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Open Source Chip Design: Lowering the Cost, but Chip Production Remains Expensive

By Dick Weisinger

The recent history of computer chips has seen the market dominated by very large market players that have invested large amounts of cash to produce ultra-miniature and highly complex semiconductors.

Those industry players aren’t expected to change much in the near term, but the market and model for creating and using chips is changing. Increasingly it is possible for non-elite chip manufacturing companies to develop customized chips for specialized applications

Mike Dolan, the Linux Foundation’s vice president, said that “open collaboration has repeatedly proven to help industries accelerate time to market, achieve long-term maintainability, and create de facto standards. The same collaboration model applies to the hardware in a system, just as it does to software components.”

RISC-V is an Open Source project for CPU design. The architecture was originally developed at UC Berkeley and ultimately turned over to the public domain as an Open Source design. It offers a clean architecture and a low-cost point for entry into CPU design.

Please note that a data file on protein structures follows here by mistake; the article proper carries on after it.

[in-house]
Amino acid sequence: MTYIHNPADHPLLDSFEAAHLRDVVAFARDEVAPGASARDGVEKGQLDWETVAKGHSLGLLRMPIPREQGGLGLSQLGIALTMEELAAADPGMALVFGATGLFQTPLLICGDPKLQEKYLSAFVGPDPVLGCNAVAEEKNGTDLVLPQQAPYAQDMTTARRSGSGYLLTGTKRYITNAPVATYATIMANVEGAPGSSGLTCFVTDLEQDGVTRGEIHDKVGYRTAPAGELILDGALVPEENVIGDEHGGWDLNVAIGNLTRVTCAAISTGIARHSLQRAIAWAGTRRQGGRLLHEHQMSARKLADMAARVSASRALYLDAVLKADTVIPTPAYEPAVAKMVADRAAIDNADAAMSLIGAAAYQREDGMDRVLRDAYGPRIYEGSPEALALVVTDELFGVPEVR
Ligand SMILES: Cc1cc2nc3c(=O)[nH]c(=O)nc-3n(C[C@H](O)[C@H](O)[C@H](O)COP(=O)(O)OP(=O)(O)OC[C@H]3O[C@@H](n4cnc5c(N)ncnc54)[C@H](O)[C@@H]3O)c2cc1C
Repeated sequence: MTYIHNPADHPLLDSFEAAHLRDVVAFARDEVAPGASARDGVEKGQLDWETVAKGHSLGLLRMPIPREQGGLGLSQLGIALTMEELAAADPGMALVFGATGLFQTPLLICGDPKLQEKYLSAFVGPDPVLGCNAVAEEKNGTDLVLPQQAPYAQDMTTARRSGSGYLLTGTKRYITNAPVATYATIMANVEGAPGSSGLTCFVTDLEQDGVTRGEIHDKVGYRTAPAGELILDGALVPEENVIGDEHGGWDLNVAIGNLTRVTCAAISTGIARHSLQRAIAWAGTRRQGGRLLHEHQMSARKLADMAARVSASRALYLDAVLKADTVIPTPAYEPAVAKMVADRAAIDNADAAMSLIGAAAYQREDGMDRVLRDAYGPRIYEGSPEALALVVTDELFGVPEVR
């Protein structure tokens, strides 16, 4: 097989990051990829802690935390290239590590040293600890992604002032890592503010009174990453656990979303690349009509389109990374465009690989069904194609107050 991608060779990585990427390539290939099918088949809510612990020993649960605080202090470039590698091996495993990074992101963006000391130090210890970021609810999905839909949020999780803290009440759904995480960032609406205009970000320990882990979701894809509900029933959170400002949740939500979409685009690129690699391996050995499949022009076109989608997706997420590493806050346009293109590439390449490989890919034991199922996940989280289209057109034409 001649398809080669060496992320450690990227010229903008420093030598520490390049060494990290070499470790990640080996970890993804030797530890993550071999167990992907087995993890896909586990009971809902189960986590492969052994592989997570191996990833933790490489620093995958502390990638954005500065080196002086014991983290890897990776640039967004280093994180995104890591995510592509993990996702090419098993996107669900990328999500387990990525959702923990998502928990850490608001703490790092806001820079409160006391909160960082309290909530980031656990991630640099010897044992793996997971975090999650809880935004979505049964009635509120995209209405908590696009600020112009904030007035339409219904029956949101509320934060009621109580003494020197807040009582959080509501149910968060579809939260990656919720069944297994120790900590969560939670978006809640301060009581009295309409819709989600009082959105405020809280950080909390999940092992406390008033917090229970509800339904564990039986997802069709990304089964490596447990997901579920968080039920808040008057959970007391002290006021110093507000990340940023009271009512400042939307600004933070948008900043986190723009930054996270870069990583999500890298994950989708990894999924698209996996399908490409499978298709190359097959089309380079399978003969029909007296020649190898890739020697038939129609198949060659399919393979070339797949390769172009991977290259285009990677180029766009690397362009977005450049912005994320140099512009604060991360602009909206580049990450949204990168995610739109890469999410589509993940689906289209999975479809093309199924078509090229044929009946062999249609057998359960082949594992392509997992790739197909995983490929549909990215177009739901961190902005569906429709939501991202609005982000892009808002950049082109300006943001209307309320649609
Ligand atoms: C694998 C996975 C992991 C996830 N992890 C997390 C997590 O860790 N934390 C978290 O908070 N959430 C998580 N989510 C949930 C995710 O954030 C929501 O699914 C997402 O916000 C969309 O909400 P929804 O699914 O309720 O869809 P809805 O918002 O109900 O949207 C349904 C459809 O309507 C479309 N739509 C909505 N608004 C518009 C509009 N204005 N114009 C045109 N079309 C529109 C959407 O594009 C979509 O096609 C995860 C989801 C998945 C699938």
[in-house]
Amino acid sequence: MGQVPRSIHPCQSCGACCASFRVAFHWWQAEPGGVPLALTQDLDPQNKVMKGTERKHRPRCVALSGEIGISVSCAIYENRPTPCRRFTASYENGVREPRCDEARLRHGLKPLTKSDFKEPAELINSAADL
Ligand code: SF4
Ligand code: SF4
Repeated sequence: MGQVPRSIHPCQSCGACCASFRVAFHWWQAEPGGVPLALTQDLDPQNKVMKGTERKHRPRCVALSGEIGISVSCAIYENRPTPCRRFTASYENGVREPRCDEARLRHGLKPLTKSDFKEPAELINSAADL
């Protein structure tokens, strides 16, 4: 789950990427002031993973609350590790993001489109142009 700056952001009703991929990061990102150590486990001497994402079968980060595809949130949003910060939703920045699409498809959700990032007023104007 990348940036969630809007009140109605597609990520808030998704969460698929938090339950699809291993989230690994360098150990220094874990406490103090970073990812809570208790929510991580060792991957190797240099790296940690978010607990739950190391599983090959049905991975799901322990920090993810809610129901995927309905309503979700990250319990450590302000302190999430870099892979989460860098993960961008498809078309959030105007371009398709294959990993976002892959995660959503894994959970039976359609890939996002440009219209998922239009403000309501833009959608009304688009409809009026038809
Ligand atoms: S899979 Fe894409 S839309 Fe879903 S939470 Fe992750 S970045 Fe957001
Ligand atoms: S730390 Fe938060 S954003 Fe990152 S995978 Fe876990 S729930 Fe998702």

As businesses look for ways to differentiate themselves and to create applications with hardware tuned specifically to their use case, open source may provide them an alternative to mass-produced generic semiconductor chips.

But, while there are similarities, hardware and software have distinct differences and costs. Aaron Sullivan, engineer at Meta/Facebook, said that “with open-source software we have compilers and fairly good management tools for source code. For open-source hardware, we also need fabs. They are expensive and not nearly as plentiful or distributable. They require a lot of expertise to run and develop. That is a critical difference in the rate in which the community can mature.”

Bipul Talukdar, Director of Applications Engineering at SmartDV, wrote that “chip design verification is important to remove risk by uncovering issues that would result in a manufactured chip that does not perform to specification or perhaps not even work at all. Verification consumes a majority of the project development schedule. Estimates range from 60% to 80% of a project’s resources are budgeted for verification to ensure success. The risk of a failed design can be expensive when considering longer time to market, resource costs and costs associated with respins. A respin on a complex chip being manufactured in an advanced process technology can be more expensive than the investment in tools and IP used to create the chip design itself.”

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